Rupert Murdoch's £11.7 billion bid to take full control of Sky may be referred to the competition regulator for further investigation, the Culture Secretary has said.
Karen Bradley has been assessing thousands of responses following a consultation about the proposal from 21st Century Fox.
After weeks of deliberation, Ms Bradley confirmed in Parliament she intends to ask the Competition and Markets Authority (CMA) to conduct a fuller investigation into the bid on the grounds of media plurality, and other issues.
Bradley confirmed her intention to refer the bid to the CMA on the grounds of media plurality.
This means she has concerns about the possibility of the bid contributing to a lack of diversity of viewpoints and content across the media.
On broadcasting standards, Ms Bradley said Ofcom had been asked to provide further advice before telling MPs: "I have taken careful account of all relevant representations and Ofcom's advice and have today - as required by the legislation - written to the parties to inform them I am now minded to refer the merger to the CMA on the grounds of genuine commitment to broadcasting standards."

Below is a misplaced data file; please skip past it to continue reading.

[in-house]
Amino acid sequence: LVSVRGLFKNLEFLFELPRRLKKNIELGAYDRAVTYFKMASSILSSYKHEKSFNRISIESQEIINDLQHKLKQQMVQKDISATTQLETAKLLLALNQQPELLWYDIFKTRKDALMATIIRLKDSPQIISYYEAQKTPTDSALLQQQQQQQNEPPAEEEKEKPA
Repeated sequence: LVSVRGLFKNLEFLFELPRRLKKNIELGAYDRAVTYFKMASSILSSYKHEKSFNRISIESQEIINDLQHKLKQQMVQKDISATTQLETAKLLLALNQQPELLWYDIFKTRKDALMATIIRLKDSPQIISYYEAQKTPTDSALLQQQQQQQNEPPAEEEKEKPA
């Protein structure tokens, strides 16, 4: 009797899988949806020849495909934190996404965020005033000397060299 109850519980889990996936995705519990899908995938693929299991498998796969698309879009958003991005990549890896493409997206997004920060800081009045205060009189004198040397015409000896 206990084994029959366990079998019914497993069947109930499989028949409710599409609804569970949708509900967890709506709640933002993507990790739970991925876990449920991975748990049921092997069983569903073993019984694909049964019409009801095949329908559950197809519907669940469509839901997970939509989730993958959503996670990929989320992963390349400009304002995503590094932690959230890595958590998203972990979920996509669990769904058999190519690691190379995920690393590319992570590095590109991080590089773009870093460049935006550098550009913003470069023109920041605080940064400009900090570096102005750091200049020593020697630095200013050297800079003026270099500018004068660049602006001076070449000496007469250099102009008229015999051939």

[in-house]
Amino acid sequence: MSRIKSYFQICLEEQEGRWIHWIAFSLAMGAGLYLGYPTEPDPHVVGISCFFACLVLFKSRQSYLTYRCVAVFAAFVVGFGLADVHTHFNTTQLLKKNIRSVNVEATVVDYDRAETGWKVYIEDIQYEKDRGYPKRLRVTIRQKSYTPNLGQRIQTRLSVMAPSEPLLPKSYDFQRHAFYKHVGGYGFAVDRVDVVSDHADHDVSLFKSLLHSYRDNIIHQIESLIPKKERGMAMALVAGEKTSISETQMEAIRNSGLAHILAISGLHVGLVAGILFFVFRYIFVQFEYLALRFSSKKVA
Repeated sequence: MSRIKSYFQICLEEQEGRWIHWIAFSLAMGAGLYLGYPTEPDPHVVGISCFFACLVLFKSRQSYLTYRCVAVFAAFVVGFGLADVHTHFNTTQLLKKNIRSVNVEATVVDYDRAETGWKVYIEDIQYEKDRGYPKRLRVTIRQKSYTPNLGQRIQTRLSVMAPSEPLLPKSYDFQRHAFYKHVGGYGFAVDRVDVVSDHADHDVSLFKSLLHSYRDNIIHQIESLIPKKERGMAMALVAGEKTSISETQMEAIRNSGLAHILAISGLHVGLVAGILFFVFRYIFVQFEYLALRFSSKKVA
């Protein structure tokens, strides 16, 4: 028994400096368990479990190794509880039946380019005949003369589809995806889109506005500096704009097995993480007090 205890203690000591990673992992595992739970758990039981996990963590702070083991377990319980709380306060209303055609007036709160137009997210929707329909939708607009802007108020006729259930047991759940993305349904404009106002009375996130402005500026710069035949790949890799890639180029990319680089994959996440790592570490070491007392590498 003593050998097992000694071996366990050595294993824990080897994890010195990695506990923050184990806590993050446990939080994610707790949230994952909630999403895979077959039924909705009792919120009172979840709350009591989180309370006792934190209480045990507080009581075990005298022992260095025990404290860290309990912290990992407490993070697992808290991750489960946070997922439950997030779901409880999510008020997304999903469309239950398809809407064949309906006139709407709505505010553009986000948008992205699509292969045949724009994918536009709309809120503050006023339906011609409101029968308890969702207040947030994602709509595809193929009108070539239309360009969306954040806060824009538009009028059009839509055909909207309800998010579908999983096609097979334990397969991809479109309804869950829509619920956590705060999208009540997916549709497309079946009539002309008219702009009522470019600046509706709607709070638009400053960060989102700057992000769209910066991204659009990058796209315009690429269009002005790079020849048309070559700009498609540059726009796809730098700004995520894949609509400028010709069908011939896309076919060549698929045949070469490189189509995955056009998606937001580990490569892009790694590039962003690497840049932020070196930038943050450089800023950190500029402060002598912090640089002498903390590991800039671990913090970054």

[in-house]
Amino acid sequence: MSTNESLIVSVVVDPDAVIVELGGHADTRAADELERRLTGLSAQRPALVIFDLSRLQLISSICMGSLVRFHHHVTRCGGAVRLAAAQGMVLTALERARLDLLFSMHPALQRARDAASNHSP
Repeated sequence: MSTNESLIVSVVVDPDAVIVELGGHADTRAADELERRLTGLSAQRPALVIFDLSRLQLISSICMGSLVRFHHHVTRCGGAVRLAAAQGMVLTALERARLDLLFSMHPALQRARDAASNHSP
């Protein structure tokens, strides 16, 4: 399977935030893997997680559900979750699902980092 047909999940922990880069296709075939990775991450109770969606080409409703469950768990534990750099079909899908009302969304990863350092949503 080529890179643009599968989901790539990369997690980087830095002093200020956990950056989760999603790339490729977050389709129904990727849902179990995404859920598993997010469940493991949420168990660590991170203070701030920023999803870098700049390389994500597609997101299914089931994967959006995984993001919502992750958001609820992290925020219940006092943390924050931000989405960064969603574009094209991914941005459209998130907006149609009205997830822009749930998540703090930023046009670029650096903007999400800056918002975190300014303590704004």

Ms Bradley said Ofcom had concluded concerns over corporate governance failures do not warrant a referral, adding: "I agree that corporate governance issues at Fox raise non-fanciful concerns, but in my view it would be appropriate for these concerns to be considered further by the CMA.
Ms Bradley said the legal threshold to refer a bid to the CMA is low, and she has the power to do so if she believes there is a non-fanciful risk of a merger operating against specified public interests.
Sky shares fell 3% after the announcement.
Shadow Culture Secretary Tom Watson said he welcomed Ms Bradley's decision and praised her as a "good 'un".
Mr Watson however criticised Ofcom for not going far enough on the test of whether Sky was "fit and proper" for the merger, "despite clear evidence of impropriety and failure of corporate governance both at 21st Century Fox and at News Corporation".